The park walkway itself was beautiful. Los Jardines de Mandor focuses on growing diverse native plants in a very natural-looking environment, so you feel like you’re walking through a jungle but can still identify the plants thanks to helpful little labels. There are two areas where you’re allowed to swim, but the rainy weather was a little chilly so we decided against it. When we reached the main waterfall, it stopped raining! We were able to enjoy the walk back with good weather, which allowed us to look around a lot more and admire things we had missed on the way. I definitely recommend this to anyone who has some time to kill in Aguas Calientes. That night we feasted at Mapacha, where I tried some delicious alpaca skewers!
The next morning, we got up bright and early for our Machu Picchu excursion. At that time, it was cloudy and a little damp from some recent mist, which was beautiful but had us worried about the visibility at the top of Huayna Picchu (our main hike of the day). We were thankful that the fog kept us kind of cool as we huffed and puffed our way up the mountain. I have to admit, we felt better seeing various people before and after us struggle as much as we did with the elevation!
Thankfully, once we reached the peak the majority of the clouds had cleared and we had an incredible view of this ancient civilization’s home. The hike was 100% worth it for sights like this. We spent a bit of time exploring the different view points at the top and munching on some snacks before making the much-easier trip down.
Having gotten our aerial viewpoint in, we spent another hour or two wandering around the inside of the ruins and heading partway up the Sun Gate. We were constantly turning around and finding another beautiful viewpoint! It was really amazing to be right inside the fairly large ruins, which looked super small from the top of Huaynu Picchu. And we got to see some llamas casually hanging out! 💕
After returning from Machu Picchu/Aguas Calientes, the main other activity that we did while in Cusco was a day trip to hike Humantay Lake. (A bout of food poisoning interfered with our plans to hike Rainbow Mountain as well, but we had heard that a lot of the photos are highly edited and that it is not actually that colorful anyways). We did this as part of a “guided tour,” but really their main helpfulness was transportation & a walking stick. Since there was only one guide and a group of about 30 people, he stayed at the back of the group to support the slowest hikers. He told everyone to follow the trail to the top and that we would all meet there at a certain time. What he failed to mentioned was that there was a second (more difficult) trail that branched off midway. Well… about half of our group, including Tommy and I, ended up on that trail completely clueless. When we saw the second half of our group on a different section of the mountain, we realized our mistake and just ended up following a cow and some locals for the rest of the secondary trail. Whoops! Still beautiful, anyways.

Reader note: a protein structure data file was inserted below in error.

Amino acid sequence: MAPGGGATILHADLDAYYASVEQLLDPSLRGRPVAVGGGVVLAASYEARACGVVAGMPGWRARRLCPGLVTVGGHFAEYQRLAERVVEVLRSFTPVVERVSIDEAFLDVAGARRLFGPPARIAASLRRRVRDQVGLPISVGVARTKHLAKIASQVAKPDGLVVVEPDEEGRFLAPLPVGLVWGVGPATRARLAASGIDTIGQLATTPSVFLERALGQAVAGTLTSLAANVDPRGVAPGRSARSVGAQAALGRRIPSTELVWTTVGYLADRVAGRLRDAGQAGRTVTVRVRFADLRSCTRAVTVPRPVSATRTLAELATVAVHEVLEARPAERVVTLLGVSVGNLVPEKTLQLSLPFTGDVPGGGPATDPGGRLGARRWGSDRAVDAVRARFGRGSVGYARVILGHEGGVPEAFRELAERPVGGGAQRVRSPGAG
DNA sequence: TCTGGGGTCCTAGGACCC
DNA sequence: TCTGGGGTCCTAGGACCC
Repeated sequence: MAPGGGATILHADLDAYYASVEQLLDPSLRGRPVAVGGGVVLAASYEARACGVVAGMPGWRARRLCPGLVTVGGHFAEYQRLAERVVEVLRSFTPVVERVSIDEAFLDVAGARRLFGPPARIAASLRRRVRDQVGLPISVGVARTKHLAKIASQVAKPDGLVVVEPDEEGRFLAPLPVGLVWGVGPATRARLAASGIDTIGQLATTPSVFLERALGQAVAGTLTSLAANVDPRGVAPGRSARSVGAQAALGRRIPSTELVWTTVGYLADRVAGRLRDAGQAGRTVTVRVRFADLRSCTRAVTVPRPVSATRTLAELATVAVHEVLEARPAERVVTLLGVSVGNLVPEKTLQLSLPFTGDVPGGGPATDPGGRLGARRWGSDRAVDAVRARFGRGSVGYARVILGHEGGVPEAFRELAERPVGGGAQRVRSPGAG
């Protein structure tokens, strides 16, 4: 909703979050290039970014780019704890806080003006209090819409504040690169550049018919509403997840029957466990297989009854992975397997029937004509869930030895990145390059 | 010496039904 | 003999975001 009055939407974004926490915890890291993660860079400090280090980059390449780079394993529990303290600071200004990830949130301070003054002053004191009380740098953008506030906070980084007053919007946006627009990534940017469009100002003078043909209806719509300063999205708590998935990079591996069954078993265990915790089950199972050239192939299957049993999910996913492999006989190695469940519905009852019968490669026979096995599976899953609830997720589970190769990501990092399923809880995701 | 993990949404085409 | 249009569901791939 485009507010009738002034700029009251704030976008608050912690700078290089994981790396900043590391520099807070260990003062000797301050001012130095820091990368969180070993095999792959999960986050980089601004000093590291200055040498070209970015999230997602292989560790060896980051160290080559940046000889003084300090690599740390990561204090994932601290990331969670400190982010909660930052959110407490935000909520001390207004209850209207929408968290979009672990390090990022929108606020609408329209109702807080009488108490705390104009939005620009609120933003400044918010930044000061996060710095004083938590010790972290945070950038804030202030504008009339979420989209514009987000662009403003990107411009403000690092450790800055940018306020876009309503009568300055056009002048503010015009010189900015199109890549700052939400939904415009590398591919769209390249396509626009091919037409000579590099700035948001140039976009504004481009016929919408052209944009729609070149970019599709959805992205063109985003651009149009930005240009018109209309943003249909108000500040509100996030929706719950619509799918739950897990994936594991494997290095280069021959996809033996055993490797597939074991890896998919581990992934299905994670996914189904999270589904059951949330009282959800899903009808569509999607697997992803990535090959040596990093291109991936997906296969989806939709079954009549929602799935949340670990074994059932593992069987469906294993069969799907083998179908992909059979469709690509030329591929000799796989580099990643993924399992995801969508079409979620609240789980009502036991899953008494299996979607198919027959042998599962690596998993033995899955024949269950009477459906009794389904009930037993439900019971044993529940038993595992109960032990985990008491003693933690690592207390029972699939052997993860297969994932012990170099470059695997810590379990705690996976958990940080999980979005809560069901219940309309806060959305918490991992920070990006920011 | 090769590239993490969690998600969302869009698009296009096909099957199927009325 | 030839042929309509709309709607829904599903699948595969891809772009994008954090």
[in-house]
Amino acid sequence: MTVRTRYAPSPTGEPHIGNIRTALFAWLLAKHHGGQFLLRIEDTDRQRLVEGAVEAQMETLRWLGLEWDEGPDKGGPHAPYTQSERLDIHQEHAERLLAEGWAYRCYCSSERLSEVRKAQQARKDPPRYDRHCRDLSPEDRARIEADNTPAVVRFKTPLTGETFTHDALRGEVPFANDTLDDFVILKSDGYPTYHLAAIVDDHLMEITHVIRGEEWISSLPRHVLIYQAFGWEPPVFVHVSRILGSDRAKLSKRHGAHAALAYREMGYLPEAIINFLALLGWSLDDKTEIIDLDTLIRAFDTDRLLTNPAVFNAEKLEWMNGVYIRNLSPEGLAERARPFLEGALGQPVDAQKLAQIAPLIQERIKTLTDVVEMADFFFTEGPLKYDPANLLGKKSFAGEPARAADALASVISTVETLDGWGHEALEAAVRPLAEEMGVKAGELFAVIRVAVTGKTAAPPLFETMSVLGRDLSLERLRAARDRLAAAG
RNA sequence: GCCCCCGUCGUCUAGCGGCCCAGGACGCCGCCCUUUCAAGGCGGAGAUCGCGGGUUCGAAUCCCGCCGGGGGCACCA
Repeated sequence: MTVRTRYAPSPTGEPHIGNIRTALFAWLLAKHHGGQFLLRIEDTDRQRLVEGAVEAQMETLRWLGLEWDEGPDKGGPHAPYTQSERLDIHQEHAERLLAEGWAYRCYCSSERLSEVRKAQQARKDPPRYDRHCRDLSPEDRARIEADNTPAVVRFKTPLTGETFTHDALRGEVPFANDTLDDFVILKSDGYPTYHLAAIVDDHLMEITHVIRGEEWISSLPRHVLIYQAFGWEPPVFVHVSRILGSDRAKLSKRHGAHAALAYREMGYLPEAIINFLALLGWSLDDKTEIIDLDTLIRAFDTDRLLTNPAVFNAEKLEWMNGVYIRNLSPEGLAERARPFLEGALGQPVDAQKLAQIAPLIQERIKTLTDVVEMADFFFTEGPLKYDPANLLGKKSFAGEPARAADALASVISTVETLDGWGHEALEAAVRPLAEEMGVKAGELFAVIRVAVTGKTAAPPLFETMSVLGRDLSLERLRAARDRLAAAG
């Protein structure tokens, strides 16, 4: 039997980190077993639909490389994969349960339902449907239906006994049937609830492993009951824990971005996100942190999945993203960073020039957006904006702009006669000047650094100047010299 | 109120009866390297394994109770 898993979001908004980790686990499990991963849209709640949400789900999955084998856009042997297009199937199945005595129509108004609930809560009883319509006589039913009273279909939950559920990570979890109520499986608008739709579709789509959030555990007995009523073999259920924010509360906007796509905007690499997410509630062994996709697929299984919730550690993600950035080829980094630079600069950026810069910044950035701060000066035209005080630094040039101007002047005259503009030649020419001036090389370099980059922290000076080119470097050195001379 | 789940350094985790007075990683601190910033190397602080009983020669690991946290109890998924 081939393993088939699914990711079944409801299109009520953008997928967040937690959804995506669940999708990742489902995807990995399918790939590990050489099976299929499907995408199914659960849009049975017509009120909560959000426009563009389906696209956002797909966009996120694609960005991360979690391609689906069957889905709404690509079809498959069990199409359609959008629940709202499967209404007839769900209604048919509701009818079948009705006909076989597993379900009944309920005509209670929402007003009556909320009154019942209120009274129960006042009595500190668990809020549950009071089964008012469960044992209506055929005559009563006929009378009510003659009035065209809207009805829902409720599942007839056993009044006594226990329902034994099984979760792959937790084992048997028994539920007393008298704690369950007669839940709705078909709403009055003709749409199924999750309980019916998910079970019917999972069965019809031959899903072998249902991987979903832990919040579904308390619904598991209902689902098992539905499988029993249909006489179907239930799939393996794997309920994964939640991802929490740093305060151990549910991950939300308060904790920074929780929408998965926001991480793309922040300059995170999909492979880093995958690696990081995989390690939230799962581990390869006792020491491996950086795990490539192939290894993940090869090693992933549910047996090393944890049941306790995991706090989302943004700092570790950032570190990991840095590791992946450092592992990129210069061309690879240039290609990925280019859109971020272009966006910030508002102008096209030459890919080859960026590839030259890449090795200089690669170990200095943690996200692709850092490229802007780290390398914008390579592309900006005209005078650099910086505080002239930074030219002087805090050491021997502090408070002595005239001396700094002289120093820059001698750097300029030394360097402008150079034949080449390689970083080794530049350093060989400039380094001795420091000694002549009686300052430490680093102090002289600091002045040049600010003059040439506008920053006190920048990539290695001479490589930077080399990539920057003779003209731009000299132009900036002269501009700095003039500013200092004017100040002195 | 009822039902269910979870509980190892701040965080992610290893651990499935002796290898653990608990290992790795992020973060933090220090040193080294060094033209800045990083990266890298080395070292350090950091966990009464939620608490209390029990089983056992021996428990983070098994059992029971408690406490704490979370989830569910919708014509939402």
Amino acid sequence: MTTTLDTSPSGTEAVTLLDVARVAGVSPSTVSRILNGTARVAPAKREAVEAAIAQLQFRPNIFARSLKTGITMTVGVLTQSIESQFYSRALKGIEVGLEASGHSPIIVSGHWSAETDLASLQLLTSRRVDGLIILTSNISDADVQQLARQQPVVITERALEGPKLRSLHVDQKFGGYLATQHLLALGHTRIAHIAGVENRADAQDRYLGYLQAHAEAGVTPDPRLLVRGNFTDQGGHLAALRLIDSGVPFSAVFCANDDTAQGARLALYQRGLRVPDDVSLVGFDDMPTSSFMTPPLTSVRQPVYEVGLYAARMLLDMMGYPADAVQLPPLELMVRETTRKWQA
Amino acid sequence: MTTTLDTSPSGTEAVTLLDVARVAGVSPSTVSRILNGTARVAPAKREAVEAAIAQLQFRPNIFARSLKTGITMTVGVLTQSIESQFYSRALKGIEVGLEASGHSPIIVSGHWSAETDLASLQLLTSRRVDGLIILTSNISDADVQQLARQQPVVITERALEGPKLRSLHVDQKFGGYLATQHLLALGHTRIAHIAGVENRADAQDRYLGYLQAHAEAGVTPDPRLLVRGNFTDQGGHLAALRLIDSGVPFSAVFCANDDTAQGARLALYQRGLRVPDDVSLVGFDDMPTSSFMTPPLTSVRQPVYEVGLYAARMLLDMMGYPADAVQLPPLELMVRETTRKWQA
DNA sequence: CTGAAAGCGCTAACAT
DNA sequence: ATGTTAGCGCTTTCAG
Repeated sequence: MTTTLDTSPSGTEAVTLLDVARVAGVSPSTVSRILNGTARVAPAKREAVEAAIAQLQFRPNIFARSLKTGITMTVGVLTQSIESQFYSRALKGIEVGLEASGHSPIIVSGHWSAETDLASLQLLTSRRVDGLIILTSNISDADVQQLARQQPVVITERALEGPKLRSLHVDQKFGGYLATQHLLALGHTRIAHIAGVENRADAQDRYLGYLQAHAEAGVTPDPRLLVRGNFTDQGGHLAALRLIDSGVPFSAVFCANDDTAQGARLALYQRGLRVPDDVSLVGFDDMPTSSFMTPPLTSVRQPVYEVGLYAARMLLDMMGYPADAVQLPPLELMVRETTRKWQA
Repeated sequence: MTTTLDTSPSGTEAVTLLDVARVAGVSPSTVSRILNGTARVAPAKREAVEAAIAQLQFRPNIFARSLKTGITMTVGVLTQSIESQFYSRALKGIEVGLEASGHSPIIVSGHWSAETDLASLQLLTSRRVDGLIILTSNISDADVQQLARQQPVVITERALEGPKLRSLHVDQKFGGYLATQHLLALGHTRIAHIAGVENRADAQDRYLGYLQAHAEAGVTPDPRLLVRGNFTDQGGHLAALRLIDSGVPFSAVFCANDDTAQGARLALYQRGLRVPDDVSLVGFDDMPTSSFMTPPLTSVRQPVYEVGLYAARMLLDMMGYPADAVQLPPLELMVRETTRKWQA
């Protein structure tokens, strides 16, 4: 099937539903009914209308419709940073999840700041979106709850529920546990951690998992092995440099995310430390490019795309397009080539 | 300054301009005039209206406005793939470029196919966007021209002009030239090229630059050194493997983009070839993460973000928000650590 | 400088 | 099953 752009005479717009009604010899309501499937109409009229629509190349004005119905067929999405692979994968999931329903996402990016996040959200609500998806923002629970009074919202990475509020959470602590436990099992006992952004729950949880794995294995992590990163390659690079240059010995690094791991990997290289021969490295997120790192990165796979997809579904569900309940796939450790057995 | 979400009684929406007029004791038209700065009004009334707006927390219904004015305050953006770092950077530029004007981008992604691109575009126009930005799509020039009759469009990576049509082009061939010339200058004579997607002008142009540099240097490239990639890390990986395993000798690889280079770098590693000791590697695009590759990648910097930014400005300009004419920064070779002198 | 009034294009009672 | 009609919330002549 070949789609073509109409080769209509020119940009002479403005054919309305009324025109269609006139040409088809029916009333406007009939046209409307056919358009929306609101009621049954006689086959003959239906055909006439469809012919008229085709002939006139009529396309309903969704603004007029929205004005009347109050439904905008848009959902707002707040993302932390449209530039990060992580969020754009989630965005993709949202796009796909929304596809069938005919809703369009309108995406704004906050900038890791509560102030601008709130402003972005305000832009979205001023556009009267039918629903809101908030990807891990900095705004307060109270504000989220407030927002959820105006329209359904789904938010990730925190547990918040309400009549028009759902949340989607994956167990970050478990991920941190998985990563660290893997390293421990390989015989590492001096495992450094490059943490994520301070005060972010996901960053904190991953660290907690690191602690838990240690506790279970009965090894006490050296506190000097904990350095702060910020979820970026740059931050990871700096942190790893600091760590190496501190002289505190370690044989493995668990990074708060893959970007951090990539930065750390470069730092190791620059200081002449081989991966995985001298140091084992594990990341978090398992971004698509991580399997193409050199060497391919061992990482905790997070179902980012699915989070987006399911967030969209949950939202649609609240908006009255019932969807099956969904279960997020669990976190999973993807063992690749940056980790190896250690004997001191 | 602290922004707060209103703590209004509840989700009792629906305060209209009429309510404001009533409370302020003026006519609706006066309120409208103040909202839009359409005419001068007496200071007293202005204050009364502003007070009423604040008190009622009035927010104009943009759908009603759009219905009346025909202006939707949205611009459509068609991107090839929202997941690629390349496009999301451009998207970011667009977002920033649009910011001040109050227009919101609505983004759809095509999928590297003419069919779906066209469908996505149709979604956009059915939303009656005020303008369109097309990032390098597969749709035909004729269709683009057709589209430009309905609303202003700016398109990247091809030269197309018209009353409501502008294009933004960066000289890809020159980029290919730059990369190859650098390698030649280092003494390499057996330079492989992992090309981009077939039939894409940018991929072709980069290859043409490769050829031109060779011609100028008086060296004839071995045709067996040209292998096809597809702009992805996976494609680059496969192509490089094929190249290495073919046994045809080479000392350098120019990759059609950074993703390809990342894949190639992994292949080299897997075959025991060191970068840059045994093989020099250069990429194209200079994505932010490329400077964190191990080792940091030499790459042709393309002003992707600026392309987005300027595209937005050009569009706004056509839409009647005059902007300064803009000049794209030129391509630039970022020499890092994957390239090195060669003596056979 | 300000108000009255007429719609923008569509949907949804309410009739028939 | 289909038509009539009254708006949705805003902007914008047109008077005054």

The view of the lake at the top was absolutely stunning. It was the most vivid blue water I’ve ever seen. I had always assumed that the photos online were edited to amp up the colors (and some are), but these are straight from my camera and really look how it did in person! The clouds did obscure parts of the surrounding mountains at times, but they cleared enough to enjoy the stark contrast of harsh greys and whites with the serene turquoise water. We even heard and saw a small avalanche from a distance!
Our next destination in Peru was Iquitos, the largest city in the world that cannot be reached by road – thanks to the incredible Amazon, it is only accessible by plane or boat! Keep an eye out for our next post to hear more about our time in the rainforest. 👀 💕
**Some of the most popular Peruvian activities such as Peru Hop and the Inca Trail are closed during February because of heavy rains. Lowest season = cheapest flights.